In 1872, Stearns Wharf was built, bringing new commercial and tourist traffic to Santa Barbara Harbor since passengers and goods did not have to be moved to share by rowboats anymore. The city worked to develop a reputation as a health and luxury resort, and writer Charles Nordhoff (co-writer of The Munity on the Bounty) promoted Santa Barbara Harbor. The Arlington Hotel was built, and the railroad arrived in 1887. In 1901, the railroad was extended to San Francisco, and growth in Santa Barbara Harbor increased due to the easy access by both land and sea.

At the end of the 19th Century, oil was discovered in the Summerland Oil Field in Santa Barbara Harbor. Oil derricks and piers supporting the offshore drilling in the world blossomed throughout the area. The controversy surrounding offshore drilling continues in Santa Barbara Harbor today.

During the silent movie era, Santa Barbara Harbor was home to the world's biggest movie studio, the Flying A Studios. Some 1200 films were made in Santa Barbara Harbor during that period. As the movie industry grew, it moved to Hollywood to access the greater resources available in Los Angeles.

In the early 20th Century, the precursor of Lockheed, Loughhead Aircraft Company, was established in Santa Barbara Harbor. Seaplanes were tested frequently off Santa Barbara Harbor's East Beach.

In 1925, the biggest California earthquake since 1906 struck Santa Barbara Harbor, destroying much of the city and killing several people. Despite the hardship it caused, the quake brought opportunities to rebuild with a unified architectural style. The Santa Barbara Courthouse that was built in this period was called by some the "most beautiful public building in the United States."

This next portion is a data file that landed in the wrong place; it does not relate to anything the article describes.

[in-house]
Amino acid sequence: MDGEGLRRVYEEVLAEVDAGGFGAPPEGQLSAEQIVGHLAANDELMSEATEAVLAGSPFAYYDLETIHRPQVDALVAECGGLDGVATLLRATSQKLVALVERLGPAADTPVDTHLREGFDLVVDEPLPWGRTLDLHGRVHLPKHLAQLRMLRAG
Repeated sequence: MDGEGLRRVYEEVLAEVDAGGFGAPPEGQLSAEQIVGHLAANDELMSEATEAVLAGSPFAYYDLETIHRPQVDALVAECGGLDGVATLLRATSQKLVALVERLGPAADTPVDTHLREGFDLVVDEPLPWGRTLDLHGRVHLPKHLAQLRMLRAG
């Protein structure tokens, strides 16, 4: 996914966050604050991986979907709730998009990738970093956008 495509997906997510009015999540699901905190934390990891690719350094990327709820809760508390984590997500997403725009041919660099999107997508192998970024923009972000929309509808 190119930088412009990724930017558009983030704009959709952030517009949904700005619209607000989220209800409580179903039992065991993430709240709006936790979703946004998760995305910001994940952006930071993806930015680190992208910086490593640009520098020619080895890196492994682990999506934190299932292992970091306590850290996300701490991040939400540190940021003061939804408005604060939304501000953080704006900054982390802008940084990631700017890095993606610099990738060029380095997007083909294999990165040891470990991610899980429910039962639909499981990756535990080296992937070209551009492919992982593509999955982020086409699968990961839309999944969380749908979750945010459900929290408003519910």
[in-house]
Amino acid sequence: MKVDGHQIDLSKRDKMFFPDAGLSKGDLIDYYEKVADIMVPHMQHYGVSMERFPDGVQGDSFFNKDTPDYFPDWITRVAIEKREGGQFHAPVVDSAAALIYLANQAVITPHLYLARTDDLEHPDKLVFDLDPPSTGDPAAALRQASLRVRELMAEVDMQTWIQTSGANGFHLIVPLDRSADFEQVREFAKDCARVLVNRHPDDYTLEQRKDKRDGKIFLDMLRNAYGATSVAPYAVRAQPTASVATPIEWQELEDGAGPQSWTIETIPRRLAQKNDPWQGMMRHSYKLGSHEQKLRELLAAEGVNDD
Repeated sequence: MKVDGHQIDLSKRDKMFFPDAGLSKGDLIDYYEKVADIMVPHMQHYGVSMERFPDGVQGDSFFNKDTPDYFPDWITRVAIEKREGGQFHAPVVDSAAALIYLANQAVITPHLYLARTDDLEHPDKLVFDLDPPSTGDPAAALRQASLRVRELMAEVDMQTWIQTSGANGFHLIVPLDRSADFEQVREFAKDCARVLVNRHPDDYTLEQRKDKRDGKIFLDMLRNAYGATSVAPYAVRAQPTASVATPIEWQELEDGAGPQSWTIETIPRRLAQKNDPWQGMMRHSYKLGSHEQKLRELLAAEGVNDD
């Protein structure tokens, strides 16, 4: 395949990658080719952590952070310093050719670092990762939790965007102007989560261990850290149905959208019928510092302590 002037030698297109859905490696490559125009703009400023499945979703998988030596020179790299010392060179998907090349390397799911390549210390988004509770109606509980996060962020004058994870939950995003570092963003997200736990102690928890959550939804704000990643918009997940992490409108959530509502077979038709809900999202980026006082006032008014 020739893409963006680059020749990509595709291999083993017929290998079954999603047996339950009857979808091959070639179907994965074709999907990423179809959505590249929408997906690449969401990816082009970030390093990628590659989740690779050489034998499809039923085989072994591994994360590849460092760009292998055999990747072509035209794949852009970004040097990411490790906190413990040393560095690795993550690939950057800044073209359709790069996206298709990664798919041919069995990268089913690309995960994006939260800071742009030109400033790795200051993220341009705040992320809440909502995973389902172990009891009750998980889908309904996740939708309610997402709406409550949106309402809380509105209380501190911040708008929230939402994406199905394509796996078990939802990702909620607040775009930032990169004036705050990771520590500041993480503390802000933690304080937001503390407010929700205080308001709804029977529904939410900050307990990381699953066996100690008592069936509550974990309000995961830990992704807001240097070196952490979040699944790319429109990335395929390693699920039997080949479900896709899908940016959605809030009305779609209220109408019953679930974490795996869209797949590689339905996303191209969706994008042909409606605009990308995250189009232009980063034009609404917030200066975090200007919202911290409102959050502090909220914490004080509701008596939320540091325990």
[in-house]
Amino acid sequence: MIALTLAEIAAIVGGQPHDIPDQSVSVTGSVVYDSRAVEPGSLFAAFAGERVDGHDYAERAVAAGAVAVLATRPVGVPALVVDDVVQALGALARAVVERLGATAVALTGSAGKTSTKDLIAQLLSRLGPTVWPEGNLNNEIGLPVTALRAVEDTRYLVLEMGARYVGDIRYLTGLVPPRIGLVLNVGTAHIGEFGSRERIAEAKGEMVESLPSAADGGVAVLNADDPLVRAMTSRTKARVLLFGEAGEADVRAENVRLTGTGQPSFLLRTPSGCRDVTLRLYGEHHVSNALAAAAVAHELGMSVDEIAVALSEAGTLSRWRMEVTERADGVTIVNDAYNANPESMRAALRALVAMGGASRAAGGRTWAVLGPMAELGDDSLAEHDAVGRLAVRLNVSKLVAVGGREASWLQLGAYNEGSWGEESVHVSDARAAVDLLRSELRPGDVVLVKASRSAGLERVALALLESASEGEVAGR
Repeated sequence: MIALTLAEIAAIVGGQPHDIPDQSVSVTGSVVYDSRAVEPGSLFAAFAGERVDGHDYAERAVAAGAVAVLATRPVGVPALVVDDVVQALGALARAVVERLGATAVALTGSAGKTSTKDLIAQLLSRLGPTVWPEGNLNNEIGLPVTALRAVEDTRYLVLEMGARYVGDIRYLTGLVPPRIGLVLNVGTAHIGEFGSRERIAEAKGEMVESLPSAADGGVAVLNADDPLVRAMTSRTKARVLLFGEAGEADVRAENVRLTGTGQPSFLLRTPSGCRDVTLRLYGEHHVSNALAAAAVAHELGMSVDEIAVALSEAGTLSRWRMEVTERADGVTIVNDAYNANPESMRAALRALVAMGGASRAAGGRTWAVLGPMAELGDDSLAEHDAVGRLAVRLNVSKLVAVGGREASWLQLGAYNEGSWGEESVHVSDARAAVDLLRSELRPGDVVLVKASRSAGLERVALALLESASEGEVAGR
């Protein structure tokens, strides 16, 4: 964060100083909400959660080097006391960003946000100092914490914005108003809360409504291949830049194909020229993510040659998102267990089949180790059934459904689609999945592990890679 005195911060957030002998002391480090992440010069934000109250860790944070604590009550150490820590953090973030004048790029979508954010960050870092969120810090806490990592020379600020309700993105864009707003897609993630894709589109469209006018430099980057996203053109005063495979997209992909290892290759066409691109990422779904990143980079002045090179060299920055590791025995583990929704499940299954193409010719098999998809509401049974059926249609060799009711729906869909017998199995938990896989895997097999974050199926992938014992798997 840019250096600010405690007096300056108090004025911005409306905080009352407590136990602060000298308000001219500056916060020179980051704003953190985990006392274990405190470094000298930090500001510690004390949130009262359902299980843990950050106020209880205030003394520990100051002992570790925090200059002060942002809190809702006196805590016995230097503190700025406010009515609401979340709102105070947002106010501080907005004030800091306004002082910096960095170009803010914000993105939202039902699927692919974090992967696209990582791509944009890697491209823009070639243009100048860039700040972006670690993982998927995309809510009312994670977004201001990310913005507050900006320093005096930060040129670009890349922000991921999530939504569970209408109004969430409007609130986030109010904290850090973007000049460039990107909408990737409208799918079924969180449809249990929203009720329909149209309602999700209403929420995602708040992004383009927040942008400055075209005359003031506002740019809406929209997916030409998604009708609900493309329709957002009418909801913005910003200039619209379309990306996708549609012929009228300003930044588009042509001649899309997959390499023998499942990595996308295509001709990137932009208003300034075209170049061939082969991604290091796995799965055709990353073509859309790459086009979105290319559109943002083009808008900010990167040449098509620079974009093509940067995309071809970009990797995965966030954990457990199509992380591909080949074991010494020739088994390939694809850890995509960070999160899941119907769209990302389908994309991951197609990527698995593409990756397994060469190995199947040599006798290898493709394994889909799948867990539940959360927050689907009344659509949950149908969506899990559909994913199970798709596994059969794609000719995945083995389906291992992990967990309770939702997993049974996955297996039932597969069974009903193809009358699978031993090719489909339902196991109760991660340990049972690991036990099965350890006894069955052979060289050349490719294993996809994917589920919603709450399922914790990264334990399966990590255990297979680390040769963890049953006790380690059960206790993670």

A Marine base was established in Santa Barbara Harbor during World War II near today's Vandenberg Air Force Base. The base had a hospital for soldiers that had been wounded in the Pacific. In 1942, a Japanese submarine fired shells at the Ellwood Oil Field near Santa Barbara. The shelling caused little damage, but the people ran away in fear, and land values fell to all-time lows.

Many of the service people who had been to Santa Barbara Harbor during the war settled there when the war ended. Between the war's end and 1950, ten thousand new residents moved to the city, creating demand for expanded and modernized infrastructure. A new highway was built, and Lake Cachuma was used to supply water by a new tunnel through the mountains.

By the mid-20th Century, the oil industry was declining in importance in the Santa Barbara Harbor area. The Summerland oil field was no longer producing, and Ellwood was in the process of closing. Local fishermen claimed that explosions used to explore the channel for oil were decreasing their catches. In 1969, there was a blow-out in the Dos Cuadras Field, creating a huge oil spill in the Santa Barbara Channel and fouling the coastline from Ventura to Goleta. This event led to the passage of the California Environmental Quality Act and the National Environmental Policy Act. Local citizens formed Get Oil Out (GOO).

Until public concerns about growth became vocal in the 1970s, Santa Barbara Harbor's businesses tried to attract development to the city. In the 1950s and 1960s, several "clean" industries moved to town, including aerospace and electronics firms. The University of California at Santa Barbara became an important local employer. In 1975, a city zoning ordinance restricted growth to 85 thousand residents. Growth slowed, and prices rose dramatically.

In 1991, voters approved connections to the State's water supplies. Growth of Santa Barbara Harbor slowly resumed, preserving the quality of life and discouraging urban sprawl. With housing supplies low, prices climbed dramatically. Few families could afford homes in the city, and commuting resulted in seriously clogged traffic that is being addressed by long-term planning.